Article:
against the LORD, and deceives his companion in regard to a deposit or a security
entrusted to him, or through robbery, or if he has extorted from his companion, (3) or
has found what was lost and lied about it and sworn falsely, so that he sins in regard to
any one of the things a man may do; (4) then it shall be, when he sins and becomes guilty,
that he shall restore what he took by robbery or what he got by extortion, or the deposit
which was entrusted to him or the lost thing which he found, (5) or anything about which
he swore falsely; he shall make restitution for it in full and add to it one-fifth more. He
shall give it to the one to whom it belongs on the day he presents his guilt offering.”
(Leviticus 6:1-5 NASB)
(5) Then the LORD spoke to Moses, saying, (6) “Speak to the sons of Israel, ‘When a man
or woman commits any of the sins of mankind, acting unfaithfully against the LORD, and
that person is guilty, (7) then he shall confess his sins which he has committed, and he
shall make restitution in full for his wrong and add to it one-fifth of it, and give it to him
whom he has wronged.’” (Numbers 5:5-7 NASB)
These verses deal with ones who sin but repent of their sins without being caught in the act and are
brought to court for judicial action. Consequently, there are no witnesses to testify for or against such
ones, and without witnesses, the court cannot determine guilt or innocence. In other words, the person
sees the error of his ways and confesses his sin. These sins include fraud, extortion, receiving lost or
stolen property, and false testimony. However, the point is that the one who confesses and repents of
his sin pays less in restitution than one who is caught in the act and forced to confess his sin. The lesson
is this: All residing in a kingdom nation are encouraged to confess and repent.
A present-day example would be one who finds a $100 bill in his neighbor’s yard and does not inquire if
it is his neighbor’s but instead spends it as if it were his, even showing what he bought to his neighbor.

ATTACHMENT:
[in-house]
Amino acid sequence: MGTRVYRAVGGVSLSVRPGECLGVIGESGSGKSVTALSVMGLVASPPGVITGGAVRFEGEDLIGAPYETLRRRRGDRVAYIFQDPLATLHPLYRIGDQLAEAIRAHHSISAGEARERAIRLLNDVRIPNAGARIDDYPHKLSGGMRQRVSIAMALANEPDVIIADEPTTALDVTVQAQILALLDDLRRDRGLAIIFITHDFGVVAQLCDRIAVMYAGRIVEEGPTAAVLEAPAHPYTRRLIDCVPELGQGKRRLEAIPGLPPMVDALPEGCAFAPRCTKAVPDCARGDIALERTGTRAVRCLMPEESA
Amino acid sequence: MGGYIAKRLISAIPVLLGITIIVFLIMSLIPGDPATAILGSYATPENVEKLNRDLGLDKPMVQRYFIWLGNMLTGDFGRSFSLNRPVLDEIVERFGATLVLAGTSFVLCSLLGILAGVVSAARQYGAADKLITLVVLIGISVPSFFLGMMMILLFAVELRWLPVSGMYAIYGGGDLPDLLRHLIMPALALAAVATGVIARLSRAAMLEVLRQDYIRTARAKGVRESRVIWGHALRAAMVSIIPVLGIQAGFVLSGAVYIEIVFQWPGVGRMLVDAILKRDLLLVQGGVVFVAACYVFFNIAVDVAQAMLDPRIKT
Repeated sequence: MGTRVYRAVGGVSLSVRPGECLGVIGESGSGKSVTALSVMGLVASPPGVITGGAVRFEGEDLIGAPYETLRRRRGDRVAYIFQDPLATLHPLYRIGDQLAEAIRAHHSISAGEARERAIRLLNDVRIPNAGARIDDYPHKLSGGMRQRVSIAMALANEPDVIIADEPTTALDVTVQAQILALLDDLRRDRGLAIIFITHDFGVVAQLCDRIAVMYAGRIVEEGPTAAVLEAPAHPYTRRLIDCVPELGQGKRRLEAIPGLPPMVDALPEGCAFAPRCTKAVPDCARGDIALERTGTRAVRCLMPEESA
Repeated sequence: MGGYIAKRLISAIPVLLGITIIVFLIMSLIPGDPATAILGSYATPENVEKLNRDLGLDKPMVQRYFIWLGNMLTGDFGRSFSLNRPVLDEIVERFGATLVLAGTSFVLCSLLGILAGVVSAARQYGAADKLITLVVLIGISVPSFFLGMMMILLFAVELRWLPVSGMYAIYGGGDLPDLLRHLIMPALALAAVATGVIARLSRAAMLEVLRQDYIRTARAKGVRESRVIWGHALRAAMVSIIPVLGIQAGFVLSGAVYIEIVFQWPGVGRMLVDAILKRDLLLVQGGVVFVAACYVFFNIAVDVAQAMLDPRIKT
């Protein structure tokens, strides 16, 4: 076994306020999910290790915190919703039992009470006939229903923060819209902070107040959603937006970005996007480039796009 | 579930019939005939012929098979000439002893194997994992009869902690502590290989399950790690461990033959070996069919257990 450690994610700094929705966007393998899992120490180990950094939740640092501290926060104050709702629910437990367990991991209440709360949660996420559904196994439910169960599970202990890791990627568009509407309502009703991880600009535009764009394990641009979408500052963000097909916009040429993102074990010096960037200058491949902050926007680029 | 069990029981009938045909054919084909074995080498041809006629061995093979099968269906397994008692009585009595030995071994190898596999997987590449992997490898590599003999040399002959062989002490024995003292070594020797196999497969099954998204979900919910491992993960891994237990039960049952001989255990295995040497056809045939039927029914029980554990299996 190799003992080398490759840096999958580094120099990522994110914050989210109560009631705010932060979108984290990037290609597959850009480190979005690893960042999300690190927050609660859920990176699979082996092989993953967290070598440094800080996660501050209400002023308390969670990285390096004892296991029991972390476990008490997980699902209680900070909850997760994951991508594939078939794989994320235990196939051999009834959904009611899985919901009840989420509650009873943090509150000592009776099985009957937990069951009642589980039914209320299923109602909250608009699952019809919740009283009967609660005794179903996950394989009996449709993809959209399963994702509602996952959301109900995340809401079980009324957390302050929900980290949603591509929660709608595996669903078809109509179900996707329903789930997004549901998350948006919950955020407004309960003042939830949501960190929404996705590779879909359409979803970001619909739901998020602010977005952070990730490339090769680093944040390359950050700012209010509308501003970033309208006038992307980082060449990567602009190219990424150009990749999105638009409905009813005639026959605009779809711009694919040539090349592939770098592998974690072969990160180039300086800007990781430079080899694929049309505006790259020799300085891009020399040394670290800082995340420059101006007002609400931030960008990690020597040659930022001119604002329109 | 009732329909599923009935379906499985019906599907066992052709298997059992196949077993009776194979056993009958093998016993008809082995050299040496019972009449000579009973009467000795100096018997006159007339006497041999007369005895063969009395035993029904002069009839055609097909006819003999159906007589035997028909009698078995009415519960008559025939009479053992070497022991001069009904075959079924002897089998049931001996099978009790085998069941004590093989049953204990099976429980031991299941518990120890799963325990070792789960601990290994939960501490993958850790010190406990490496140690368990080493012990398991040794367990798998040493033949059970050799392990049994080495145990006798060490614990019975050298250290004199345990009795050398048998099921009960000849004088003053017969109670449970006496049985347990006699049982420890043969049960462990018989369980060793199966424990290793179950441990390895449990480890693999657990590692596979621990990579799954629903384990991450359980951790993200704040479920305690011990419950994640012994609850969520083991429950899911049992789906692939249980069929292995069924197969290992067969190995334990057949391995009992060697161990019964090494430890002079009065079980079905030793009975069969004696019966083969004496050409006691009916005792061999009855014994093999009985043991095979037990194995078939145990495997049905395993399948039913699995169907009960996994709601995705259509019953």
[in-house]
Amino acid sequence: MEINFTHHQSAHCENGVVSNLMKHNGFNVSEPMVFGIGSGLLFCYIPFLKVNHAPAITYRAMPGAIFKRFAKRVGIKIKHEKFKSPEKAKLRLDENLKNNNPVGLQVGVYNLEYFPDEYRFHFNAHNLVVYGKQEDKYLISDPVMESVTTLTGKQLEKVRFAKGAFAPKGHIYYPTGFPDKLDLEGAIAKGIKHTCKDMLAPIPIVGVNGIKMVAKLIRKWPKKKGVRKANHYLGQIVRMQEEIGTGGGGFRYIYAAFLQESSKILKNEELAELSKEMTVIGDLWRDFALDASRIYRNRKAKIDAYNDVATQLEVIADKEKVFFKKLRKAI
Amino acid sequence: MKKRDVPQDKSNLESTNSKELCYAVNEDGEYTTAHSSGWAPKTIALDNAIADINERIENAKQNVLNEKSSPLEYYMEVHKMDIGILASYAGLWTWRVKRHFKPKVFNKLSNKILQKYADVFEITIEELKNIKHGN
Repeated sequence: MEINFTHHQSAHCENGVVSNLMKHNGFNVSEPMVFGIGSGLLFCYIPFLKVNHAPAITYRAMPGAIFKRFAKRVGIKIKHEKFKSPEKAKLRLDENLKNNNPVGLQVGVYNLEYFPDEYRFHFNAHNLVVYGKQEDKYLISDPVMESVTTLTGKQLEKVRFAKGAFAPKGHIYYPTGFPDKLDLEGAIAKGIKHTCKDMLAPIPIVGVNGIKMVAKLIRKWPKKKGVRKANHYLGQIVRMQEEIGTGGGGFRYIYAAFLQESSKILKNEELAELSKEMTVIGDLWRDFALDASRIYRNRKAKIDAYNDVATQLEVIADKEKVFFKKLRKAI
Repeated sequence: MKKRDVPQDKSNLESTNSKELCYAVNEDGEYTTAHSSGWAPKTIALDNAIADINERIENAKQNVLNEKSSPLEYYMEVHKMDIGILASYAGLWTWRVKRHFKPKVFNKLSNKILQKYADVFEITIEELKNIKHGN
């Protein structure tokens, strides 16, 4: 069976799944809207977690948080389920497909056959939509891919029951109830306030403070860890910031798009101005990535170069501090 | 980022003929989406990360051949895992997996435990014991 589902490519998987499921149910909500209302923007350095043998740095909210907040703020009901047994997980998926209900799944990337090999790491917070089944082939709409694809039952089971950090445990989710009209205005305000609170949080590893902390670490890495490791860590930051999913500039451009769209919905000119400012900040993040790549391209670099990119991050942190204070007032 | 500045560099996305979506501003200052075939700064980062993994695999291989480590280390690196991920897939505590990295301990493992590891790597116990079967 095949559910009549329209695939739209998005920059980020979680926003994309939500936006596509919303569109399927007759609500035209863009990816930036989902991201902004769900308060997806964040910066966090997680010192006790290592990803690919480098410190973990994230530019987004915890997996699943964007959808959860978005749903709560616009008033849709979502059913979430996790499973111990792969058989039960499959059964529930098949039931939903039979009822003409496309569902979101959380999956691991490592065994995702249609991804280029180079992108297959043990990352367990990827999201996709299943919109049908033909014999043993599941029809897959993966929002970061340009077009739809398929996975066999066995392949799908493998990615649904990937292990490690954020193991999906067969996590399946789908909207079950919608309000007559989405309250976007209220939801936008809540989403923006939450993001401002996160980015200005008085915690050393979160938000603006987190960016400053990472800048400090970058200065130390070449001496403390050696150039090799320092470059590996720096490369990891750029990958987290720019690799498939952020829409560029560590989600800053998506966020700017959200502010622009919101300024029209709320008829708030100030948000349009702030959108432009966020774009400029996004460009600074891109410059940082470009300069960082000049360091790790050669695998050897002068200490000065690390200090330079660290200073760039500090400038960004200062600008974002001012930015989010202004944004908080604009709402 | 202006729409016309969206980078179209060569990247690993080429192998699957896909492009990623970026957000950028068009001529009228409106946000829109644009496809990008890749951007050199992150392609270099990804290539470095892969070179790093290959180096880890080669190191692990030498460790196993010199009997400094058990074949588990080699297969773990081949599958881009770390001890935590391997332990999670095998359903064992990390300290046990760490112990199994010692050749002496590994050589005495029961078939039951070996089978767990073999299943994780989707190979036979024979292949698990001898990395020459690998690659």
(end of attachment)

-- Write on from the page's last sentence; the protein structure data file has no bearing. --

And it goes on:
If at some point, his neighbor informs him he had lost a $100 bill in his yard, the man has two choices:
continue in the lie, or confess his sin and pay restitution. If he confesses, his restitution payment is not
double but full payment plus one-fifth or 20%.
Further, the fact that 20% or one-fifth, not double, is required of those who repent speaks of the price of
redemption. The number 20 is often considered the number of redemption. Notice how redemption is
in view in the following verses.
“But if he should ever wish to redeem it, then he shall add one-fifth of it to your
valuation.” (Leviticus 27:13 NASB)
“If, therefore, a man wishes to redeem part of his tithe, he shall add to it one-fifth of it.”
(Leviticus 27:31 NASB)
Finally, to add to the above example of the lost $100 bill, the following verses highlight another
important kingdom principle: Finding something that is lost does not give one the right to claim
ownership. Again, the law of love demands that we respect the property of others and return all lost
property to its rightful owner.
(1) “You shall not see your countryman’s ox or his sheep straying away, and pay no
attention to them; you shall certainly bring them back to your countryman. (2) If your
countryman is not near you, or if you do not know him, then you shall bring it home to
your house, and it shall remain with you until your countryman looks for it; then you
shall restore it to him. (3) Thus you shall do with his donkey, and you shall do the same
with his garment, and you shall do likewise with anything lost by your countryman,
which he has lost and you have found. You are not allowed to neglect them.” (Deuteronomy
22:1-3 NASB)
The Upward Call: #03-0974
by: Stuart H. Pouliot